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      Anonymous Coward, Jun 18th, 2013 @ 12:41pm

      Re:

      Well, as long as we're doing ad-hominem attacks, Mike Rogers is married to a former president and CEO of Aegis LLC. Aegis LLC is the American branch of the global Aegis Group, and its headquarters are a few miles from CIA headquarters in Langley. Aegis does consulting, programming, and technology for intelligence and counter-terrorism work. It's not clear if they worked on any of the actual NSA programs at issue, but they're absolutely involved in similar projects.

      In other words, when people say that Rogers is "in bed with" the intelligence and spying communities, they mean it literally.

       

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    Lord Binky, Jun 17th, 2013 @ 1:41pm

    If these are his statements after being prepared, I'd much rather have the highschool dropout making the decisions.

     

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    Anonymous Coward, Jun 17th, 2013 @ 1:45pm

    Employment Troubles

    How exactly is making $122k a year and living in Hawaii considered "employment troubles?"

    Not for nothing, but that sounds like one helluva gig.

     

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    Anonymous Coward, Jun 17th, 2013 @ 1:51pm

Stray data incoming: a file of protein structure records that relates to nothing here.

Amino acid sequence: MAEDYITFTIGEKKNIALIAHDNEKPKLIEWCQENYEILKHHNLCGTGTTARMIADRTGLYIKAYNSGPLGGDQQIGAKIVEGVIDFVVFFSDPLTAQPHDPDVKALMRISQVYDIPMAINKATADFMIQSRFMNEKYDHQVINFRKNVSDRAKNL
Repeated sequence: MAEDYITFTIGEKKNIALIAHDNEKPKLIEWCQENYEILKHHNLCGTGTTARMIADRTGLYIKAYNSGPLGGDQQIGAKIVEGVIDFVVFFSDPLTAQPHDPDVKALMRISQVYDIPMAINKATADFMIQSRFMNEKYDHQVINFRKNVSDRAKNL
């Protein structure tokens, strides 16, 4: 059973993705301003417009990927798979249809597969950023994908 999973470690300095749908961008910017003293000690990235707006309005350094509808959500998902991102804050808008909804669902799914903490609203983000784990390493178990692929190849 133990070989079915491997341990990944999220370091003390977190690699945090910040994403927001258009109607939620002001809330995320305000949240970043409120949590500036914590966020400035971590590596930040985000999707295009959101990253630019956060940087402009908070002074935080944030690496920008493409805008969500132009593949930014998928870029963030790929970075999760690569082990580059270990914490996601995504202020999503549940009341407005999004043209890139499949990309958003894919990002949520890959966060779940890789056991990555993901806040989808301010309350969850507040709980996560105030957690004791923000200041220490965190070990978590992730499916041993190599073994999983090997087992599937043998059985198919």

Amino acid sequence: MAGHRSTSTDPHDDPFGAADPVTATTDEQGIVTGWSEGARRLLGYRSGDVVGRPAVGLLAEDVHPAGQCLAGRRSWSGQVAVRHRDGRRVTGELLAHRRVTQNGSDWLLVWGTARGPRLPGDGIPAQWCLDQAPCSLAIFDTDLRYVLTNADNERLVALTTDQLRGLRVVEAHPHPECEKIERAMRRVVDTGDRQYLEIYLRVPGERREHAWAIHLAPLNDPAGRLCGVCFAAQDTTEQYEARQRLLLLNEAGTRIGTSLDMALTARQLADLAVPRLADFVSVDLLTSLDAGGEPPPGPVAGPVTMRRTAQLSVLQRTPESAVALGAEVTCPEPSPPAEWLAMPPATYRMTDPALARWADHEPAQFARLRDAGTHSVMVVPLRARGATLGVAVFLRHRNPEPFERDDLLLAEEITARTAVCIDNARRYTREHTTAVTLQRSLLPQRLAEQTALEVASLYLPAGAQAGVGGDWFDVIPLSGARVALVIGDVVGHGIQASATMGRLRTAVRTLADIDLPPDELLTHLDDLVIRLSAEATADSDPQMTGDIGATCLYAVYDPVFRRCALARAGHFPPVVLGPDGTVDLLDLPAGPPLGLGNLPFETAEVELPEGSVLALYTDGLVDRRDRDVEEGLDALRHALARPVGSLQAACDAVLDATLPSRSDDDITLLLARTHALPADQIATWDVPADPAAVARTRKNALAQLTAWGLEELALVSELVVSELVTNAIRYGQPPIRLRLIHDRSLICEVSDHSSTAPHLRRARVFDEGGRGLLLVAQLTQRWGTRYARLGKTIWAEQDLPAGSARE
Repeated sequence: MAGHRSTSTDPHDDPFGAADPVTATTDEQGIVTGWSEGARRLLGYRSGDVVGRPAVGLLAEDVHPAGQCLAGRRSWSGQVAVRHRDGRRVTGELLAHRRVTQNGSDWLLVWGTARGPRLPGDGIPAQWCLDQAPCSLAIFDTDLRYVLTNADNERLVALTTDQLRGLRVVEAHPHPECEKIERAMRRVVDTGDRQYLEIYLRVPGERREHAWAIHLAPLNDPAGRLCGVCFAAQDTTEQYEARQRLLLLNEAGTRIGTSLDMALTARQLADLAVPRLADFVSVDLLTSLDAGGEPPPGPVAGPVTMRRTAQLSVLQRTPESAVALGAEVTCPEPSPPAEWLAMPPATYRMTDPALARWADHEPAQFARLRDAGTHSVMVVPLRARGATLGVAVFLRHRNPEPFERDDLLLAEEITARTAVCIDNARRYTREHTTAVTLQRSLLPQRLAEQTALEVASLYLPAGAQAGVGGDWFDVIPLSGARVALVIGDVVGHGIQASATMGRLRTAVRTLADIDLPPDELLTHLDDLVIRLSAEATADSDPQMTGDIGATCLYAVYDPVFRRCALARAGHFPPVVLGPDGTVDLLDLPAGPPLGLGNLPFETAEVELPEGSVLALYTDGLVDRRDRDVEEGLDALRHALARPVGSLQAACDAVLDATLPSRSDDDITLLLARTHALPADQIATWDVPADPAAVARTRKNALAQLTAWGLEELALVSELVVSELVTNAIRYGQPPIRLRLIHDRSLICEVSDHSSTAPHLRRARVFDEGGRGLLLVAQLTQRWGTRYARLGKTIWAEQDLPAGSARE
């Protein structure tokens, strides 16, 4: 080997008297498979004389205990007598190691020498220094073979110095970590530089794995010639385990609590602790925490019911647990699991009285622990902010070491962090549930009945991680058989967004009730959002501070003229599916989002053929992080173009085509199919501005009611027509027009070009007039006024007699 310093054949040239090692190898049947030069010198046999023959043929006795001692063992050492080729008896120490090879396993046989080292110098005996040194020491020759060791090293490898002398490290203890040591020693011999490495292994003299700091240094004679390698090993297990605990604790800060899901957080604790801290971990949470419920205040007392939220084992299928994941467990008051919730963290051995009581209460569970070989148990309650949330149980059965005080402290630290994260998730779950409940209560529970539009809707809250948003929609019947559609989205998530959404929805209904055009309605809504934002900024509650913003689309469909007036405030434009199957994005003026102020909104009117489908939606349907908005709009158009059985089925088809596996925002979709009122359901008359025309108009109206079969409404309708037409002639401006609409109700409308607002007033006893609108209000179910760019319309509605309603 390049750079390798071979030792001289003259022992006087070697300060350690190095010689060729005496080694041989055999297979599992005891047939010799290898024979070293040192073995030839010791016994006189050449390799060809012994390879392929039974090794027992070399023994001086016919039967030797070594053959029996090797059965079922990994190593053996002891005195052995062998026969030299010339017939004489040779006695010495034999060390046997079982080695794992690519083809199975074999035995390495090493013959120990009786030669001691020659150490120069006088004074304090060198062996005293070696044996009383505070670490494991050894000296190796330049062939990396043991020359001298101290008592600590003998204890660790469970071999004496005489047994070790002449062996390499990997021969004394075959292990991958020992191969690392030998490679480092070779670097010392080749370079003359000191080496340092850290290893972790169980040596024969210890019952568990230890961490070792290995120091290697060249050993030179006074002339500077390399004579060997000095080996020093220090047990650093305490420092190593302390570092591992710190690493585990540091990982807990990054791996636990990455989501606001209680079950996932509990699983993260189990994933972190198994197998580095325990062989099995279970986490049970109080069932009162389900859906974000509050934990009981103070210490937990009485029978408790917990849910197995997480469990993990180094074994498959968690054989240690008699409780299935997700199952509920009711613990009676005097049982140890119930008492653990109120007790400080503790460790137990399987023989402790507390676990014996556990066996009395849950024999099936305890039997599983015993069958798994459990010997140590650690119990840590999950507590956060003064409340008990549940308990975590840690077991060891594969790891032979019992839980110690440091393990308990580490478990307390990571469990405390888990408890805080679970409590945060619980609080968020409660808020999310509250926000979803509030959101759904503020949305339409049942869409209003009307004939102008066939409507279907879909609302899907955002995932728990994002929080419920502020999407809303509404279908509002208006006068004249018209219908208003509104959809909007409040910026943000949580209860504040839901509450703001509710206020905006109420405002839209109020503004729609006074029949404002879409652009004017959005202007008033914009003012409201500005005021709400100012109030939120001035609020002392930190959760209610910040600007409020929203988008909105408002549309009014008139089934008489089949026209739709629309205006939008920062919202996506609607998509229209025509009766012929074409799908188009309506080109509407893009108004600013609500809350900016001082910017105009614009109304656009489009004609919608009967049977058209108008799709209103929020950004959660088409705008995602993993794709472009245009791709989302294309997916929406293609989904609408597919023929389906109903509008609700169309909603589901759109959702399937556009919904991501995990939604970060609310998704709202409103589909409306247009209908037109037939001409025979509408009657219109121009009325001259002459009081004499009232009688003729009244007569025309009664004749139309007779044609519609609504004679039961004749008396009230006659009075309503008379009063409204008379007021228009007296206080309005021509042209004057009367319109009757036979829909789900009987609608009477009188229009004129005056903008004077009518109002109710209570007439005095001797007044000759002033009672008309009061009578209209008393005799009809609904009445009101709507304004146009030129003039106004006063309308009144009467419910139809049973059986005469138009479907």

Actually, I disagree completely with the thesis of this article, even though I strongly support Snowden and regard the two Senators' words as a calumny.

    Obviously a person could lie, and yet leak a lot of sensitive documents at the same time. For example, he could lie about things he'd witnessed that went beyond the scope of the documents. An unstable or unprincipled person would be the most likely to do this. The alien enemy would be able to profit from the revelations in the documents while filtering the spoken claims.

    Not that the Snowden leaks tell real enemies (terrorists or rival states) anything they didn't already know. The actual effect of the leaks is to inform the public and shift the debate. That's what's criminal, in the eyes of the government.

     

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    Anonymous Coward, Jun 17th, 2013 @ 2:00pm

    Quote:
    "I hope that we don't decide that our national security interests are going to be determined by a high-school dropout who had a whole series of both academic troubles and employment troubles," Rogers said.


    Fuck me, this coming from Mr. Buck Rogers there LoL